Regulatory Agencies Take A Closer Look At CAFOs
. . . In recent months, news stories have focused attention on possible links between waste from large-scale animal feeding operations and environmental upsets such as the pfiesteria-related fish kill in the Chesapeake Bay. This, in turn, has raised concerns within federal and state regulatory agencies over the adequacy of safeguards to prevent spills and overapplication.
. . . There are approximately 450,000 animal feeding operations (AFOs) in the United States. About 6,600 of these operations fall into the largest category and are referred to as concentrated animal feeding operations (CAFOs). Although some CAFOs have been regulated under the Clean Water Act since the early 1970s, the growing concentration of animals in these types of operations and the availability of new waste management technologies and runoff controls have pushed a nationwide effort to revise current regulations.
. . . At the federal
level, the Environmental Protection Agency (EPA) has initiated a wide-ranging enforcement
initiative focused on CAFOs. Last March, the Agency issued its "Draft Strategy
for Animal Feeding Operations" and a "Compliance Assurance Implementation
Plan for Concentrated Animal Feeding Operations." A key element of the draft
strategy is the Agencyís call for aggressive enforcement of Clean Water Act
permit requirements and an increase in facilities permitted, while the implementation
plan provides for increased targeted CAFO inspections based on environmental risk.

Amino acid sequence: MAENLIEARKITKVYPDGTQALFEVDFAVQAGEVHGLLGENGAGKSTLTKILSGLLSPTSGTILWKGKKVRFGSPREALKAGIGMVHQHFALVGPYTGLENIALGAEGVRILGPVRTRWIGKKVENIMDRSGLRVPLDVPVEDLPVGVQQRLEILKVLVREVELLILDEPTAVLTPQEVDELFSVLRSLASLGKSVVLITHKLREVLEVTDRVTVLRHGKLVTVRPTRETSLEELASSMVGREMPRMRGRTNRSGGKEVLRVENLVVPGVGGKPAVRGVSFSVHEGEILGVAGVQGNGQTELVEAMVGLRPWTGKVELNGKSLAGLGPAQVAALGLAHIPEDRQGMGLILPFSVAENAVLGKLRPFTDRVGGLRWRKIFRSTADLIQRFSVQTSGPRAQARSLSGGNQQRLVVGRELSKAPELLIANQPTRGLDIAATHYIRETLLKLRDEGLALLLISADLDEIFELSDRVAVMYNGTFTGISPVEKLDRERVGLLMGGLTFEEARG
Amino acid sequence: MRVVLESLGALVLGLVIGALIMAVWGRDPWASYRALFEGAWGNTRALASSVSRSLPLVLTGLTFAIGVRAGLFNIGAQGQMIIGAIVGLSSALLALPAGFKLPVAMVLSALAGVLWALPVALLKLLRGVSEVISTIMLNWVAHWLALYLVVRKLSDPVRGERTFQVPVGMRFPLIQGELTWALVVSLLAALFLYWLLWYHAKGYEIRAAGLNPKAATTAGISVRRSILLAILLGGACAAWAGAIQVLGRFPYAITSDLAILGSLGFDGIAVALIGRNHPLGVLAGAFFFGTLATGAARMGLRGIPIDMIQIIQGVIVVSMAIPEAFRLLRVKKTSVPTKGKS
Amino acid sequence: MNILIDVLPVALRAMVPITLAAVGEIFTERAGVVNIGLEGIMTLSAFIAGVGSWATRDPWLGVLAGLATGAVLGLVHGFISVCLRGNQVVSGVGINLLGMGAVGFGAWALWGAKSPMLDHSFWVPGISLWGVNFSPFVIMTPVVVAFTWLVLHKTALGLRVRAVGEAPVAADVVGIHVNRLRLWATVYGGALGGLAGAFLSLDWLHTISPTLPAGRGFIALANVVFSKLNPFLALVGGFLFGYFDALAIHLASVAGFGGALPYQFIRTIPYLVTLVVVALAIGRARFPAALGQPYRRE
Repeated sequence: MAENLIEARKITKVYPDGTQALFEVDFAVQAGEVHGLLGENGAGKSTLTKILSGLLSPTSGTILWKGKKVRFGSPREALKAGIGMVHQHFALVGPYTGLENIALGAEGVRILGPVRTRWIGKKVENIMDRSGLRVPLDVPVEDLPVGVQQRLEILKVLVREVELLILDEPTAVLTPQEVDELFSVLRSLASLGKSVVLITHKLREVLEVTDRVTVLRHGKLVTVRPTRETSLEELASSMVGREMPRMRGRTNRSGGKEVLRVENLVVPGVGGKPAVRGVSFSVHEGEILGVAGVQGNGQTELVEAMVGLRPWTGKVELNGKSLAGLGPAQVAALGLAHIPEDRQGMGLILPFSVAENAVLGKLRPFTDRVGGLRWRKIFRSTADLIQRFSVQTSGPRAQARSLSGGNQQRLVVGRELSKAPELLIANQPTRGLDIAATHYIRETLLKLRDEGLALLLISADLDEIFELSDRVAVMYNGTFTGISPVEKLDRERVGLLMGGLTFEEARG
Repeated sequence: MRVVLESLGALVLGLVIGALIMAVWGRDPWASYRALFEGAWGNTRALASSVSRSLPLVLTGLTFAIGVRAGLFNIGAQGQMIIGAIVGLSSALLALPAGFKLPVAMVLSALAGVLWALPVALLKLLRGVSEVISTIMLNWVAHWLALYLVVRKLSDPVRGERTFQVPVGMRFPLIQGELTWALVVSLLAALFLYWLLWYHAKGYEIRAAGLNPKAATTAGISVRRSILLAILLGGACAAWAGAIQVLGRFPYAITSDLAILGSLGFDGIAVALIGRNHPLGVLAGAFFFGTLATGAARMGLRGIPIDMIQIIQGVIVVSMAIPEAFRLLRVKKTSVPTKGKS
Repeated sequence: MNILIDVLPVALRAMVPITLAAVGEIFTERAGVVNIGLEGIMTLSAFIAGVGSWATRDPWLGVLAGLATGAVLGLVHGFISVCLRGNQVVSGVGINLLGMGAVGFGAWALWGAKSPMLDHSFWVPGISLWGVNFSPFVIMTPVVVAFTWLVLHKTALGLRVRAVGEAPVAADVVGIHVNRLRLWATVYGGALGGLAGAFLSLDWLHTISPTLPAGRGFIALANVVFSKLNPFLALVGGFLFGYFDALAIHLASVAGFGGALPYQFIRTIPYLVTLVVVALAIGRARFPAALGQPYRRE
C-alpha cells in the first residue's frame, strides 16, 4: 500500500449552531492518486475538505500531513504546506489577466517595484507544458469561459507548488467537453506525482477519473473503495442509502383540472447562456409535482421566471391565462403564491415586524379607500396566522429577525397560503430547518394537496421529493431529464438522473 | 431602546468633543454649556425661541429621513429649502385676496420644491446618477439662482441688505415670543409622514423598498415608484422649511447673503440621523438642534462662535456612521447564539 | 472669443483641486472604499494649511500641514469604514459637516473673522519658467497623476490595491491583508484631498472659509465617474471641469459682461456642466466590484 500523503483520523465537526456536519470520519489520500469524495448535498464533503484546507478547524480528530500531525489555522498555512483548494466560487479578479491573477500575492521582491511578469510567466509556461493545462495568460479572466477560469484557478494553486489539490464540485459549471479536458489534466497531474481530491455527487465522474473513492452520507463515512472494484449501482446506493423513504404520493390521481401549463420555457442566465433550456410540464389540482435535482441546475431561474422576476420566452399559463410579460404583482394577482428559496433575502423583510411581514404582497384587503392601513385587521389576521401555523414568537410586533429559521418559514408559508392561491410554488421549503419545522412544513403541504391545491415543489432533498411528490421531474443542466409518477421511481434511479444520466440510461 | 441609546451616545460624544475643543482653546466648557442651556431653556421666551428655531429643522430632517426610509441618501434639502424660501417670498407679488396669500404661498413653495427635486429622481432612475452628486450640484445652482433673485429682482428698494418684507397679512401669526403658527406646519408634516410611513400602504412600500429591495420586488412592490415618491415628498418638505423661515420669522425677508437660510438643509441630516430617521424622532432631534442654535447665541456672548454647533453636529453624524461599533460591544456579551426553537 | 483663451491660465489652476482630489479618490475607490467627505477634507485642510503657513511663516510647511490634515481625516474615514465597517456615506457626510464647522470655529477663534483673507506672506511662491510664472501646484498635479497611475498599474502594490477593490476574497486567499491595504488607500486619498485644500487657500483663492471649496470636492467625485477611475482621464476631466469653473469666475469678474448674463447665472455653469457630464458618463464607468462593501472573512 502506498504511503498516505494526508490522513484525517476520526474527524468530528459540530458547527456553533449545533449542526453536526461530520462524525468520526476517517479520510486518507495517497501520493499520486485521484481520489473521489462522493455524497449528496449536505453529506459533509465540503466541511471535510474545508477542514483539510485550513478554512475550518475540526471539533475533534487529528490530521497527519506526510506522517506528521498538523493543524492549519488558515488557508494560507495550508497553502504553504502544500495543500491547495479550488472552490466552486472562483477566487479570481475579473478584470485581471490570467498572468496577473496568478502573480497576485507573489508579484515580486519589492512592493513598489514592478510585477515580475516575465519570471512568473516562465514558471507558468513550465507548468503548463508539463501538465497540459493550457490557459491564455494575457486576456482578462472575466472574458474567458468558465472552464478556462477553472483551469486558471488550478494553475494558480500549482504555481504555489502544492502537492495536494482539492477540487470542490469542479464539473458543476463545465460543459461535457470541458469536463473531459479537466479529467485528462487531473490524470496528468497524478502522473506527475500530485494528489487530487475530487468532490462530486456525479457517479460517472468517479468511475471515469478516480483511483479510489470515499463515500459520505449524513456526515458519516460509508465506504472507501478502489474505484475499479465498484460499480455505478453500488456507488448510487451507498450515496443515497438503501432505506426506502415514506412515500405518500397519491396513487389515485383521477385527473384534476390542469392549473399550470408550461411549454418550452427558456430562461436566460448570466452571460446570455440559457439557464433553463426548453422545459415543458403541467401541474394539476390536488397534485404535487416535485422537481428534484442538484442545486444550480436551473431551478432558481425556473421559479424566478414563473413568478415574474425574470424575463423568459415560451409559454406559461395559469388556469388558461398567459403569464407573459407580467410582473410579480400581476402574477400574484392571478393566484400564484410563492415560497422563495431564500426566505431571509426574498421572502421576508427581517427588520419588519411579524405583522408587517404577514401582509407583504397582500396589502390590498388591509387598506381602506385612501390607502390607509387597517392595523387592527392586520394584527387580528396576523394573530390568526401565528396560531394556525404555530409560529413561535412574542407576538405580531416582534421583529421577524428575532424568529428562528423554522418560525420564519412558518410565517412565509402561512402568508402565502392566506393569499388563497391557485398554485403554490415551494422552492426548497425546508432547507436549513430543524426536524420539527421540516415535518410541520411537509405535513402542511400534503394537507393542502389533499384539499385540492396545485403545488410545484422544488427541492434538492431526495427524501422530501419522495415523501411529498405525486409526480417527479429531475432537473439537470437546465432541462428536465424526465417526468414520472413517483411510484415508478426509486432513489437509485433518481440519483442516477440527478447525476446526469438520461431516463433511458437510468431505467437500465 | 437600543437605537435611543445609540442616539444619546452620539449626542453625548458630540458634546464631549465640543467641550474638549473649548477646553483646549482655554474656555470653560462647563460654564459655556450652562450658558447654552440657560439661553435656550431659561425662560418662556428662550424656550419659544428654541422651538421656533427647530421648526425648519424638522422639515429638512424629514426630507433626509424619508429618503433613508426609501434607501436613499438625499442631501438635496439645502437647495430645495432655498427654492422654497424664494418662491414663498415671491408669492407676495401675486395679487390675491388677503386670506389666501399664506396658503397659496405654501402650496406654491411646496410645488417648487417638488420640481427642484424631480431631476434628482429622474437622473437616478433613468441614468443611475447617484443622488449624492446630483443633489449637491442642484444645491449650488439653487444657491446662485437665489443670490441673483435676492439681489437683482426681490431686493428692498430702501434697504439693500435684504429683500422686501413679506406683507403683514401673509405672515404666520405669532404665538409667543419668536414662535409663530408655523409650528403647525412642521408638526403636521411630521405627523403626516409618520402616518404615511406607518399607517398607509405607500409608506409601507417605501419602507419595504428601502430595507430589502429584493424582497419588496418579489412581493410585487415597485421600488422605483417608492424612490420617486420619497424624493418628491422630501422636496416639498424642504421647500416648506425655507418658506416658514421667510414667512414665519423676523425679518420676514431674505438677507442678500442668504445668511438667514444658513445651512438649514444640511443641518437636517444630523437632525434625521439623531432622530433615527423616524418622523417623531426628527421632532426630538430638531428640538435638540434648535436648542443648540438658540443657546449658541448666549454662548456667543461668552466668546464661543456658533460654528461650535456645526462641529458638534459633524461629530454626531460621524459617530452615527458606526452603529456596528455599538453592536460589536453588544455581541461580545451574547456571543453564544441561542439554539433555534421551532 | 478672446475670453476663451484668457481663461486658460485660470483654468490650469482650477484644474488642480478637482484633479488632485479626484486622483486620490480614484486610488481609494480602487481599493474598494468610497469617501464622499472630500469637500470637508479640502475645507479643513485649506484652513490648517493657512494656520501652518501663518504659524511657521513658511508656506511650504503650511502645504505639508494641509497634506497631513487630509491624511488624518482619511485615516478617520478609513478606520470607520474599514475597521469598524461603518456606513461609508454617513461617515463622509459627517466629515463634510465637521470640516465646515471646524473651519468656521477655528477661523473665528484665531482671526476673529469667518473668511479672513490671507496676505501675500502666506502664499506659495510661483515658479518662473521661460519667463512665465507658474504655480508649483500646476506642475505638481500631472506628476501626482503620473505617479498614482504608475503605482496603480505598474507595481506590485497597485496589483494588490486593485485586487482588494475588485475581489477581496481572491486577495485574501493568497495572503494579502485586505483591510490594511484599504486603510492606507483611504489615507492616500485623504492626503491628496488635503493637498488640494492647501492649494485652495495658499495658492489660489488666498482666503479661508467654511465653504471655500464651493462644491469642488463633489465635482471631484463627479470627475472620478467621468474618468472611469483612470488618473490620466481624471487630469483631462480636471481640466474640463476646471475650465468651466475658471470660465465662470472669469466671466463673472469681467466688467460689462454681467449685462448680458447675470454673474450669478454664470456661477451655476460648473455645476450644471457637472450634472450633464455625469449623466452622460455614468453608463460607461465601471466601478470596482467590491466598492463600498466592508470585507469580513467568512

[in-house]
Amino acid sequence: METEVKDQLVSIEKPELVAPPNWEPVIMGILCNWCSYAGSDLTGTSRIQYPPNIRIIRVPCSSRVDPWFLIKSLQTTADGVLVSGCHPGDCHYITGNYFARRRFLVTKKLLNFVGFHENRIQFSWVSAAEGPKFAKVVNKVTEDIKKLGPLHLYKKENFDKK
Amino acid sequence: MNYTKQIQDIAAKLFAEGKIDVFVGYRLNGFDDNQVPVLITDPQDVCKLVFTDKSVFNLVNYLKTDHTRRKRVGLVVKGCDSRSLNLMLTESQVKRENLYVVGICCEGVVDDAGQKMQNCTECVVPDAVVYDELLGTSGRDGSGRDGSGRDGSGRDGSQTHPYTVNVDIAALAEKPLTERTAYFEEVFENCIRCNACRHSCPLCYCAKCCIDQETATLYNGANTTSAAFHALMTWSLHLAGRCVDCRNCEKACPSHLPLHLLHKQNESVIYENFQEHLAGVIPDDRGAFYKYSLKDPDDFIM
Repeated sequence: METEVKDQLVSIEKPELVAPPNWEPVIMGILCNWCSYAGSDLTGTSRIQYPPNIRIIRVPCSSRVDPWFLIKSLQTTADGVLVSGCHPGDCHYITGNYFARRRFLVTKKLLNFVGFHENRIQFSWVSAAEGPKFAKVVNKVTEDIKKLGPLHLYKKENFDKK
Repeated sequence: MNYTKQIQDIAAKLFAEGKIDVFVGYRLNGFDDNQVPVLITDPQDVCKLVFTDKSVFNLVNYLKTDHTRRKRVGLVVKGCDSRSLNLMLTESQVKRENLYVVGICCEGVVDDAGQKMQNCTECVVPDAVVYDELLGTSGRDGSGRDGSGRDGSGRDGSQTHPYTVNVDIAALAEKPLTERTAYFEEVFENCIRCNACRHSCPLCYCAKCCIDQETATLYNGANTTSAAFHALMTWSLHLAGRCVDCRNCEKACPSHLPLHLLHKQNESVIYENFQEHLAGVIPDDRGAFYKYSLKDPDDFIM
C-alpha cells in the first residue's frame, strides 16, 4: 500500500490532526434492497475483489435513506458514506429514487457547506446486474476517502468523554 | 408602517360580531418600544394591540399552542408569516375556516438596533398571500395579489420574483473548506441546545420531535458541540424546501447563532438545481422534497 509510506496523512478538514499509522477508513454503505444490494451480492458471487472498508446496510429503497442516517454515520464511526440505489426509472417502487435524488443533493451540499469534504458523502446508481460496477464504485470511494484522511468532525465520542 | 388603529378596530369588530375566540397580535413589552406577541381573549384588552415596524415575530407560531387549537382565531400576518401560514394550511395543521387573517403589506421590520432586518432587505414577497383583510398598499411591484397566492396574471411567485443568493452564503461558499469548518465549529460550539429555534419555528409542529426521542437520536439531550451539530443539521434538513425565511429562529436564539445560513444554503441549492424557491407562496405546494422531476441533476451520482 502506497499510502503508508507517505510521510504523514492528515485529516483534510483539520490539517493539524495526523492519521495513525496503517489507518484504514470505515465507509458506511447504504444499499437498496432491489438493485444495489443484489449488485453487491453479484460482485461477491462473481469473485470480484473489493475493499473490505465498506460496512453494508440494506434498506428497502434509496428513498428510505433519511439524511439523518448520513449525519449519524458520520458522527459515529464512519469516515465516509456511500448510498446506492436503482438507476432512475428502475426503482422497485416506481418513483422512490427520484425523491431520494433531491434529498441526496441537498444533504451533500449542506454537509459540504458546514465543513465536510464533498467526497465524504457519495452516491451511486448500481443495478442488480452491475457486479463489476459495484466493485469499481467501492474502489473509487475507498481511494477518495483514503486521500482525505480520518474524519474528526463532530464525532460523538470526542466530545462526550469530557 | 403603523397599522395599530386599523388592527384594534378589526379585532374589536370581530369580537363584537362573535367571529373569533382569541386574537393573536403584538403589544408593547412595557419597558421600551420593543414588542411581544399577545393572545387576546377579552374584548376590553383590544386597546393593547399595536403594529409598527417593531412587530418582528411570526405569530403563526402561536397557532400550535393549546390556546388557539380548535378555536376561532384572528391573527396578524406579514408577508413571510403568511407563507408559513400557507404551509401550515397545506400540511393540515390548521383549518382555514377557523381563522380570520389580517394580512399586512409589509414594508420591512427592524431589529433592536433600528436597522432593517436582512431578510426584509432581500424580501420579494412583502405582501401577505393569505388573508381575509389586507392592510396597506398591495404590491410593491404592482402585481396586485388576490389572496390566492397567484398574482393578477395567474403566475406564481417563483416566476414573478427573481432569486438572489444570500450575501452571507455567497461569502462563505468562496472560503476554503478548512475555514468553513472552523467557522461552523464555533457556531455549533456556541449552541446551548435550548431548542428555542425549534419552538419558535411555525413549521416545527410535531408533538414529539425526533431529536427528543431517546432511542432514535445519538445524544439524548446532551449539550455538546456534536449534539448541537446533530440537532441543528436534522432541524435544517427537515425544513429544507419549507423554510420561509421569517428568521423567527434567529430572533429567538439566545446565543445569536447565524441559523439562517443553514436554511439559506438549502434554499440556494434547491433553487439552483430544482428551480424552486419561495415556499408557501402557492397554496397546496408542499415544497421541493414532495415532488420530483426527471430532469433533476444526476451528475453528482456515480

Under the strategy, EPA would require livestock operations with more than 1,000 cattle,
2,500 hogs, or 100,000 chickens to obtain new waste management permits. If adopted,
the draft would mean stricter controls, greater enforcement, and added expenses to
eliminate runoff from animal feeding operations. Among its objectives, the draft
expands compliance/enforcement efforts, focuses on priority watersheds, improves
Clean Water Act permits, and revises existing regulations.
Litter from broiler growout houses is one of the focus areas of CAFO regulation.
[Photo courtesy of the University of Georgia]
. . . Perhaps the most visible regulatory changes on the state level have occurred in Oklahoma where Governor Frank Keating has signed legislation that puts more stringent controls on CAFOs. In particular, Oklahoma's law requires poultry growers to use best management practices to keep poultry waste out of watersheds. It also calls for the transfer of waste out of certain environmentally sensitive watersheds, includes standards for phosphorous levels and poultry waste application, and levies penalties for violators. Another aspect of the legislation allows integrator companies contracting with poultry growers in the state to contribute $150,000 collectively to waste management training classes offered to growers by Oklahoma State University. This is in return for not having to pay any per-bird fees for waste management in the state. The integrators also will contribute $50,000 collectively each year for the next three years for poultry waste education.
. . . The state of Maryland has also taken regulatory action to deal with problems in the Chesapeake Bay. Its Water Quality Improvement Act requires that all agricultural operations with annual gross incomes in excess of $2,500, or more than eight animal units of 1,000 pounds each, implement a nutrient management plan by a prescribed deadline. Operations using commercial fertilizers must also have a nutrient management plan in place. Preliminary work at the state level has already begun to develop these nutrient management regulations.